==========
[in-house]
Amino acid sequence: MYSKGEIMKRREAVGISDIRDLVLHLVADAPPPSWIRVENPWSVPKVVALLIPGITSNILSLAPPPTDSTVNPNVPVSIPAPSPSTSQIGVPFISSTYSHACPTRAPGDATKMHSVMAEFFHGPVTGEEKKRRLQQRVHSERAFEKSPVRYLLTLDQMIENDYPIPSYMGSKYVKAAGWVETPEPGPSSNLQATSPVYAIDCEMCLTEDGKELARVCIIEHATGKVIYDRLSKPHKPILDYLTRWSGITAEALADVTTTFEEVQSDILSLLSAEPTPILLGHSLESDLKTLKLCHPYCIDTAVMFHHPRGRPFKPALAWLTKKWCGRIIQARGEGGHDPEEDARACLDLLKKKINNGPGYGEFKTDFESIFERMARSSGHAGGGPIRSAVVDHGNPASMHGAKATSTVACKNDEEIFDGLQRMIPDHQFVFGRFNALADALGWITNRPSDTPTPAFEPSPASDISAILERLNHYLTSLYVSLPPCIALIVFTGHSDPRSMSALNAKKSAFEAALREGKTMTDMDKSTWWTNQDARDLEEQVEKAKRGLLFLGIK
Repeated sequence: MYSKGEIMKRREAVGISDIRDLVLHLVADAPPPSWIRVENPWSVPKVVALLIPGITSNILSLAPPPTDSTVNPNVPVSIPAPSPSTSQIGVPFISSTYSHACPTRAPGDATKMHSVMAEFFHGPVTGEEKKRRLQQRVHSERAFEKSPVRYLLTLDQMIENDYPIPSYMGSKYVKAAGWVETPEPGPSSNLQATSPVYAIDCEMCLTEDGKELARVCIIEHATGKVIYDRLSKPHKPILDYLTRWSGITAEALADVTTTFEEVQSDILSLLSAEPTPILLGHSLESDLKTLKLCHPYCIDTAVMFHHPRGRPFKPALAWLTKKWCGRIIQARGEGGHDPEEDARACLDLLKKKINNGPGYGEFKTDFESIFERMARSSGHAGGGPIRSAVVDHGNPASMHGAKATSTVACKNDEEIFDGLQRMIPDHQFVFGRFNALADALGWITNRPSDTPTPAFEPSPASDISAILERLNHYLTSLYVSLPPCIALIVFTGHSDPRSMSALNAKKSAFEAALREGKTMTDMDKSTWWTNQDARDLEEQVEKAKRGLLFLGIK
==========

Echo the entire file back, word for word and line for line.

[in-house]
Amino acid sequence: MYSKGEIMKRREAVGISDIRDLVLHLVADAPPPSWIRVENPWSVPKVVALLIPGITSNILSLAPPPTDSTVNPNVPVSIPAPSPSTSQIGVPFISSTYSHACPTRAPGDATKMHSVMAEFFHGPVTGEEKKRRLQQRVHSERAFEKSPVRYLLTLDQMIENDYPIPSYMGSKYVKAAGWVETPEPGPSSNLQATSPVYAIDCEMCLTEDGKELARVCIIEHATGKVIYDRLSKPHKPILDYLTRWSGITAEALADVTTTFEEVQSDILSLLSAEPTPILLGHSLESDLKTLKLCHPYCIDTAVMFHHPRGRPFKPALAWLTKKWCGRIIQARGEGGHDPEEDARACLDLLKKKINNGPGYGEFKTDFESIFERMARSSGHAGGGPIRSAVVDHGNPASMHGAKATSTVACKNDEEIFDGLQRMIPDHQFVFGRFNALADALGWITNRPSDTPTPAFEPSPASDISAILERLNHYLTSLYVSLPPCIALIVFTGHSDPRSMSALNAKKSAFEAALREGKTMTDMDKSTWWTNQDARDLEEQVEKAKRGLLFLGIK
Repeated sequence: MYSKGEIMKRREAVGISDIRDLVLHLVADAPPPSWIRVENPWSVPKVVALLIPGITSNILSLAPPPTDSTVNPNVPVSIPAPSPSTSQIGVPFISSTYSHACPTRAPGDATKMHSVMAEFFHGPVTGEEKKRRLQQRVHSERAFEKSPVRYLLTLDQMIENDYPIPSYMGSKYVKAAGWVETPEPGPSSNLQATSPVYAIDCEMCLTEDGKELARVCIIEHATGKVIYDRLSKPHKPILDYLTRWSGITAEALADVTTTFEEVQSDILSLLSAEPTPILLGHSLESDLKTLKLCHPYCIDTAVMFHHPRGRPFKPALAWLTKKWCGRIIQARGEGGHDPEEDARACLDLLKKKINNGPGYGEFKTDFESIFERMARSSGHAGGGPIRSAVVDHGNPASMHGAKATSTVACKNDEEIFDGLQRMIPDHQFVFGRFNALADALGWITNRPSDTPTPAFEPSPASDISAILERLNHYLTSLYVSLPPCIALIVFTGHSDPRSMSALNAKKSAFEAALREGKTMTDMDKSTWWTNQDARDLEEQVEKAKRGLLFLGIK